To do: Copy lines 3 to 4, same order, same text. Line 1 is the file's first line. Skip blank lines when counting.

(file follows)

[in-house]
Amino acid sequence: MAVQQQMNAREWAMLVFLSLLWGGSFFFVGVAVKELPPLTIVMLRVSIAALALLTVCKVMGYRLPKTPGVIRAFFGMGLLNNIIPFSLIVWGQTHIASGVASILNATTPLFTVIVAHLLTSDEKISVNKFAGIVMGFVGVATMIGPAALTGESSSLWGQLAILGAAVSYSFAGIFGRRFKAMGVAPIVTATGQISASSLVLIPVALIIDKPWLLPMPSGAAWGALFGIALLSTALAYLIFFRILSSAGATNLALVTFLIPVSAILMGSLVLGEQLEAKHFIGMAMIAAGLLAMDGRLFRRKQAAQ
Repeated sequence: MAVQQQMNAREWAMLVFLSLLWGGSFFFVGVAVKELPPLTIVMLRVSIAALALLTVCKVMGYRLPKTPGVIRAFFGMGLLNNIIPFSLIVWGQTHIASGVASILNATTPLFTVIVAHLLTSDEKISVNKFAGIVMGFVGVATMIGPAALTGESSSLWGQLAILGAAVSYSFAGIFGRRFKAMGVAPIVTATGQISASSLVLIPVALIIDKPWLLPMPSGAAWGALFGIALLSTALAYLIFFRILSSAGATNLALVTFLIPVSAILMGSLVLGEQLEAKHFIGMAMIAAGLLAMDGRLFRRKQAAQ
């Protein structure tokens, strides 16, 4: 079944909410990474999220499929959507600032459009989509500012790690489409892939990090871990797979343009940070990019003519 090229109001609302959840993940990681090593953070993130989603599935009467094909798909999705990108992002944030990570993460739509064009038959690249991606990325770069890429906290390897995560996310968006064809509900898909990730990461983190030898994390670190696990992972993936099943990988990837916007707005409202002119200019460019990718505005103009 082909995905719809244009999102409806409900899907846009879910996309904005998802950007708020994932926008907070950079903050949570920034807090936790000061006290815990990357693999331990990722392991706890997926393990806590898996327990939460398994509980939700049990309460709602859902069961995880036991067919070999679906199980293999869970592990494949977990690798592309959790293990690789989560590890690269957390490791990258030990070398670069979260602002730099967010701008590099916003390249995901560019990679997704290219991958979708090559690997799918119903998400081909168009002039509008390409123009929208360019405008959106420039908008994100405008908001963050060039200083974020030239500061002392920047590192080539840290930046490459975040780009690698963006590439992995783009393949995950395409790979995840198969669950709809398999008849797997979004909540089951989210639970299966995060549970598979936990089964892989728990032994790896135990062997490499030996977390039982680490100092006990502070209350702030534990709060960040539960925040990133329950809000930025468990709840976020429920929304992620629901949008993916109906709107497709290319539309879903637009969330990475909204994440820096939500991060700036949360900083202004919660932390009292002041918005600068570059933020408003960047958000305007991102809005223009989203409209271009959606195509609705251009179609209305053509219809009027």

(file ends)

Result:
Repeated sequence: MAVQQQMNAREWAMLVFLSLLWGGSFFFVGVAVKELPPLTIVMLRVSIAALALLTVCKVMGYRLPKTPGVIRAFFGMGLLNNIIPFSLIVWGQTHIASGVASILNATTPLFTVIVAHLLTSDEKISVNKFAGIVMGFVGVATMIGPAALTGESSSLWGQLAILGAAVSYSFAGIFGRRFKAMGVAPIVTATGQISASSLVLIPVALIIDKPWLLPMPSGAAWGALFGIALLSTALAYLIFFRILSSAGATNLALVTFLIPVSAILMGSLVLGEQLEAKHFIGMAMIAAGLLAMDGRLFRRKQAAQ
């Protein structure tokens, strides 16, 4: 079944909410990474999220499929959507600032459009989509500012790690489409892939990090871990797979343009940070990019003519 090229109001609302959840993940990681090593953070993130989603599935009467094909798909999705990108992002944030990570993460739509064009038959690249991606990325770069890429906290390897995560996310968006064809509900898909990730990461983190030898994390670190696990992972993936099943990988990837916007707005409202002119200019460019990718505005103009 082909995905719809244009999102409806409900899907846009879910996309904005998802950007708020994932926008907070950079903050949570920034807090936790000061006290815990990357693999331990990722392991706890997926393990806590898996327990939460398994509980939700049990309460709602859902069961995880036991067919070999679906199980293999869970592990494949977990690798592309959790293990690789989560590890690269957390490791990258030990070398670069979260602002730099967010701008590099916003390249995901560019990679997704290219991958979708090559690997799918119903998400081909168009002039509008390409123009929208360019405008959106420039908008994100405008908001963050060039200083974020030239500061002392920047590192080539840290930046490459975040780009690698963006590439992995783009393949995950395409790979995840198969669950709809398999008849797997979004909540089951989210639970299966995060549970598979936990089964892989728990032994790896135990062997490499030996977390039982680490100092006990502070209350702030534990709060960040539960925040990133329950809000930025468990709840976020429920929304992620629901949008993916109906709107497709290319539309879903637009969330990475909204994440820096939500991060700036949360900083202004919660932390009292002041918005600068570059933020408003960047958000305007991102809005223009989203409209271009959606195509609705251009179609209305053509219809009027």